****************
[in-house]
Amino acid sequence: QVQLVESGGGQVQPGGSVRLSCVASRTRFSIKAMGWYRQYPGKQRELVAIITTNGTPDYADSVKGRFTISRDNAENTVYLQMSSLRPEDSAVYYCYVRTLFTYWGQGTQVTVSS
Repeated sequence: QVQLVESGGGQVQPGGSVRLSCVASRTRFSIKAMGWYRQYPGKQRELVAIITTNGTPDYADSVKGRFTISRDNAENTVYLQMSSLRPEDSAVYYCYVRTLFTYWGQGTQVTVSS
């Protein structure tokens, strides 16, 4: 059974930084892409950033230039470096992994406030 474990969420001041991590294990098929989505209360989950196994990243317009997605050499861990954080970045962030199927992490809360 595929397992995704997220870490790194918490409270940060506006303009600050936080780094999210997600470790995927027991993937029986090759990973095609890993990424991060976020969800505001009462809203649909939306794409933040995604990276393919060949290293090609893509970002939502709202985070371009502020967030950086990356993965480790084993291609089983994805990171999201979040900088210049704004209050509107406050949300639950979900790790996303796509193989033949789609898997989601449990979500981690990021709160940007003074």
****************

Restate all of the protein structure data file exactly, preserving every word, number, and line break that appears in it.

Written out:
[in-house]
Amino acid sequence: QVQLVESGGGQVQPGGSVRLSCVASRTRFSIKAMGWYRQYPGKQRELVAIITTNGTPDYADSVKGRFTISRDNAENTVYLQMSSLRPEDSAVYYCYVRTLFTYWGQGTQVTVSS
Repeated sequence: QVQLVESGGGQVQPGGSVRLSCVASRTRFSIKAMGWYRQYPGKQRELVAIITTNGTPDYADSVKGRFTISRDNAENTVYLQMSSLRPEDSAVYYCYVRTLFTYWGQGTQVTVSS
């Protein structure tokens, strides 16, 4: 059974930084892409950033230039470096992994406030 474990969420001041991590294990098929989505209360989950196994990243317009997605050499861990954080970045962030199927992490809360 595929397992995704997220870490790194918490409270940060506006303009600050936080780094999210997600470790995927027991993937029986090759990973095609890993990424991060976020969800505001009462809203649909939306794409933040995604990276393919060949290293090609893509970002939502709202985070371009502020967030950086990356993965480790084993291609089983994805990171999201979040900088210049704004209050509107406050949300639950979900790790996303796509193989033949789609898997989601449990979500981690990021709160940007003074």